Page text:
This is not a question asked by octogenarians when they enter a room and wonder what brought them there. It is a question about human existence. Does life have a purpose beyond simply the living of it? That question is not the same for everyone. It is suitable only for those on the front end of life. For those on the back end of life the question becomes "why was I here?" Only the young have the luxury of asking the question in the present tense. The question has two foci: first, what is the purpose of all life, and second, what is my individual purpose in life?
The first focus is a wide-eyed wondering that anything at all exists, and hence in part asks about origins. Depending on your commitments, however, that question may or may not be answerable. If you are a Creationist, you believe that a God originated all you see about you. Various religious traditions offer a number of different answers to the question, but all would consider creation as an act of God. The ancient Hebrews answered the question "why am I here?" as follows. Your purpose as a human being is to:
Be fruitful and multiply, and fill the earth and subdue it; and have dominion over the fish of the sea and over the birds of the air and over every living thing that moves upon the earth (Genesis 1:28).
Hence in this view the chief aim of humanity is to manage the earth and all its life processes. The answer that comes out of the Christian Puritan and Reformation traditions is that human beings are here to serve and glorify God (e.g., 1 Peter 4:11; 1 Corinthians 10:31).
On the other hand, if you are an Evolutionist, the origin of life was not a purposeful act. Life happened "quite by accident" over time around "4.0 billion years ago in the ponds and oceans of primitive earth" (Sagan, Cosmos , 30-31]. Hence the answer to the origins question "why am I here?" for an Evolutionist is: there no reason; you just happened along in the course of things.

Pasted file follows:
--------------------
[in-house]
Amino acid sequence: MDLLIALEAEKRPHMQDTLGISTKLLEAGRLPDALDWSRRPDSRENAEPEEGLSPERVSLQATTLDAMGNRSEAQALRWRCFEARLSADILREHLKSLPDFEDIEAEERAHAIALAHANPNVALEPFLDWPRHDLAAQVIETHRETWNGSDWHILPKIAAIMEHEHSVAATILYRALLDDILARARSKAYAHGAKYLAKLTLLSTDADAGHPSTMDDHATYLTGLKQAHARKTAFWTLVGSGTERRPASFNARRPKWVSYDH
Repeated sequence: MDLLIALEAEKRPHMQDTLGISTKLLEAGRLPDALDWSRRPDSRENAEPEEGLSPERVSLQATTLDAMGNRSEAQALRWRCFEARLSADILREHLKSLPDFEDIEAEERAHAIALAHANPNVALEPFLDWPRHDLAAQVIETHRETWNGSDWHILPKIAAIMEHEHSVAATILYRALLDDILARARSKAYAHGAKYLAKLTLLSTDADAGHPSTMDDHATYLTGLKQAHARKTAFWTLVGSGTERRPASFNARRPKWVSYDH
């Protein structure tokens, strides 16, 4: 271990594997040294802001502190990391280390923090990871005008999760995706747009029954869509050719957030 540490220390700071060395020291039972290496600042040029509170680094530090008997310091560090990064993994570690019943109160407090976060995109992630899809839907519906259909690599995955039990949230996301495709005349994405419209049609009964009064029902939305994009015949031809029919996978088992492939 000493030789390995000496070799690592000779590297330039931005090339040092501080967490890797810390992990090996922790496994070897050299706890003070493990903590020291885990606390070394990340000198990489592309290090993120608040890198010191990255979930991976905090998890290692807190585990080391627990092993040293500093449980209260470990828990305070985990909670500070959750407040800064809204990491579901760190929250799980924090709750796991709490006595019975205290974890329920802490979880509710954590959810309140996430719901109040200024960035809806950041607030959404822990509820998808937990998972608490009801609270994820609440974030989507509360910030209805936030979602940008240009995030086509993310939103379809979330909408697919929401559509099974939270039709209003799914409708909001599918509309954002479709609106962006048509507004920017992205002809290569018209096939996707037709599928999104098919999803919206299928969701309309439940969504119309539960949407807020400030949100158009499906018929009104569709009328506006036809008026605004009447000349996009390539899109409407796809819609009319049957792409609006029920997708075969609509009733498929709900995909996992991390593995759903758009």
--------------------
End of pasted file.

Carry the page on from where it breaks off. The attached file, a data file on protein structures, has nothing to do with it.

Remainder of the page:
There is, however, a second aspect to the question "why am I here?" It is: what am I supposed to do with my life now that I am here? In many ways it is a quotidian question. That is, how should I occupy my time throughout the day? It is also a serious existential query and prompts the question: what is my purpose in life? We usually bump up against this aspect of the question when we think about occupation, but it also has a more narrow focus: how should I act in a particular situation?
A good example of this latter significance of the question is found in Esther. Hadassah (Esther), a Jewess, had become the queen of the Persian Empire. Her uncle Mordecai learned of a plot to annihilate all the Jews in the Empire and sought help from Esther with these words: "Who knows whether you have not come to the kingdom for such a time as this" (4:14). In other words: this is your moment; time to step up to the plate!
Creationists have already answered the origins question by projecting a Creator behind the cosmos whose will must be satisfied: we are here to obey the will of the creator in all things. The Evolutionist, on the other hand, finds no need to pander to the will of a supposed deity mediated through imperfect and contradictory interpreters. The Evolutionist is free (to a point) to decide what to do in life and with life. It is both exhilarating and terrifying to realize that what I do with my life is my personal choice; or in the words of the poet:
Out of the night that covers me
Black as the Pit from pole to pole
I thank whatever gods may be
For my unconquerable soul.
It matters not how strait the gate,
How charged with punishments the scroll,
I am the master of my fate
I am the captain of my soul (William Henley, Invictus).
From the perspective of the Creationist, however, the child of the Creator replies to the Evolutionist's arrogant assertion: true freedom can only be found in complete submission to the Creator—for only where the Spirit of the Lord is does true freedom exist (2 Corinthians 3:17). Everyone is enslaved to sin, and only the Son brings freedom from sin (John 8:31-37; Romans 6:17-28 and 8:2). Or in the words of the poet:
Free to be me, God, I really am free.
Free to become what you want me to be.
Free to decide whether I should be Lord
or be your slave and obey your word (Kate Wooley, Free to be me).
How do you answer the question, why am I here?
Charles W. Hedrick
Missouri State University